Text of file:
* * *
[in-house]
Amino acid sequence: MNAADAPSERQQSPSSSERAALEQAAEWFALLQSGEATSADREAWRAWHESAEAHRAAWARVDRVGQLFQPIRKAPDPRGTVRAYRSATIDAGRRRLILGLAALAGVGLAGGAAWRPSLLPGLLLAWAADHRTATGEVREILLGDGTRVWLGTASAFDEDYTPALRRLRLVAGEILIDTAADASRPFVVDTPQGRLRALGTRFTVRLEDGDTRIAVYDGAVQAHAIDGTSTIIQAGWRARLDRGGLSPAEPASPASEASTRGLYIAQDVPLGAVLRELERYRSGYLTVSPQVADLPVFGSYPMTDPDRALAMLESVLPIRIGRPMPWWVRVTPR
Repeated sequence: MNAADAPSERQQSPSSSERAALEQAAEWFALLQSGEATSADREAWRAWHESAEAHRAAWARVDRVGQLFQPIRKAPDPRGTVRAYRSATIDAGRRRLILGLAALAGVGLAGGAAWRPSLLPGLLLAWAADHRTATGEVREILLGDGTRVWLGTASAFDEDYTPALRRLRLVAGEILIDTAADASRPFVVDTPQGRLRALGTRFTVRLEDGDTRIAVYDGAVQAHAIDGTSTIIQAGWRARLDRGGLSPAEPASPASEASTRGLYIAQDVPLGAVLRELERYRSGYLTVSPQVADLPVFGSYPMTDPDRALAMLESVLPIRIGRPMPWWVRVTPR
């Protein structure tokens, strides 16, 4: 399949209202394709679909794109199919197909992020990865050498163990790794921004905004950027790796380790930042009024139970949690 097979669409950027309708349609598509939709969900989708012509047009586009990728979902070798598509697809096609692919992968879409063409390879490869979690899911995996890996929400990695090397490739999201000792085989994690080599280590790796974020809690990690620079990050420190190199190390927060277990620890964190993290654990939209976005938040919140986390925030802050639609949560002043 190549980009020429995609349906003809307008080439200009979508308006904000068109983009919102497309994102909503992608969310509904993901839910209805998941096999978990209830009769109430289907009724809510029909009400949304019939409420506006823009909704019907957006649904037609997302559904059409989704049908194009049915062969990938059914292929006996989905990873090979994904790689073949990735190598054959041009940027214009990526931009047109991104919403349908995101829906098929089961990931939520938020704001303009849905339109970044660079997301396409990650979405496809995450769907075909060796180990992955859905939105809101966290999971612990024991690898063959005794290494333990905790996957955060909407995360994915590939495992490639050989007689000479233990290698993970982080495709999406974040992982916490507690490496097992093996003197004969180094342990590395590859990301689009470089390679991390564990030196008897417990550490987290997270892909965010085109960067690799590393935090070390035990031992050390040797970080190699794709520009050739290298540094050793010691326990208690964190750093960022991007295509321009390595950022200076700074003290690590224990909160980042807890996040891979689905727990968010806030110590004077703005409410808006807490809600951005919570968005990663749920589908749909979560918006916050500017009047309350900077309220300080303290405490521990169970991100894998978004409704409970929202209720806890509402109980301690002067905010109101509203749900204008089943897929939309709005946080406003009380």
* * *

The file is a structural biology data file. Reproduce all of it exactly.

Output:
[in-house]
Amino acid sequence: MNAADAPSERQQSPSSSERAALEQAAEWFALLQSGEATSADREAWRAWHESAEAHRAAWARVDRVGQLFQPIRKAPDPRGTVRAYRSATIDAGRRRLILGLAALAGVGLAGGAAWRPSLLPGLLLAWAADHRTATGEVREILLGDGTRVWLGTASAFDEDYTPALRRLRLVAGEILIDTAADASRPFVVDTPQGRLRALGTRFTVRLEDGDTRIAVYDGAVQAHAIDGTSTIIQAGWRARLDRGGLSPAEPASPASEASTRGLYIAQDVPLGAVLRELERYRSGYLTVSPQVADLPVFGSYPMTDPDRALAMLESVLPIRIGRPMPWWVRVTPR
Repeated sequence: MNAADAPSERQQSPSSSERAALEQAAEWFALLQSGEATSADREAWRAWHESAEAHRAAWARVDRVGQLFQPIRKAPDPRGTVRAYRSATIDAGRRRLILGLAALAGVGLAGGAAWRPSLLPGLLLAWAADHRTATGEVREILLGDGTRVWLGTASAFDEDYTPALRRLRLVAGEILIDTAADASRPFVVDTPQGRLRALGTRFTVRLEDGDTRIAVYDGAVQAHAIDGTSTIIQAGWRARLDRGGLSPAEPASPASEASTRGLYIAQDVPLGAVLRELERYRSGYLTVSPQVADLPVFGSYPMTDPDRALAMLESVLPIRIGRPMPWWVRVTPR
């Protein structure tokens, strides 16, 4: 399949209202394709679909794109199919197909992020990865050498163990790794921004905004950027790796380790930042009024139970949690 097979669409950027309708349609598509939709969900989708012509047009586009990728979902070798598509697809096609692919992968879409063409390879490869979690899911995996890996929400990695090397490739999201000792085989994690080599280590790796974020809690990690620079990050420190190199190390927060277990620890964190993290654990939209976005938040919140986390925030802050639609949560002043 190549980009020429995609349906003809307008080439200009979508308006904000068109983009919102497309994102909503992608969310509904993901839910209805998941096999978990209830009769109430289907009724809510029909009400949304019939409420506006823009909704019907957006649904037609997302559904059409989704049908194009049915062969990938059914292929006996989905990873090979994904790689073949990735190598054959041009940027214009990526931009047109991104919403349908995101829906098929089961990931939520938020704001303009849905339109970044660079997301396409990650979405496809995450769907075909060796180990992955859905939105809101966290999971612990024991690898063959005794290494333990905790996957955060909407995360994915590939495992490639050989007689000479233990290698993970982080495709999406974040992982916490507690490496097992093996003197004969180094342990590395590859990301689009470089390679991390564990030196008897417990550490987290997270892909965010085109960067690799590393935090070390035990031992050390040797970080190699794709520009050739290298540094050793010691326990208690964190750093960022991007295509321009390595950022200076700074003290690590224990909160980042807890996040891979689905727990968010806030110590004077703005409410808006807490809600951005919570968005990663749920589908749909979560918006916050500017009047309350900077309220300080303290405490521990169970991100894998978004409704409970929202209720806890509402109980301690002067905010109101509203749900204008089943897929939309709005946080406003009380």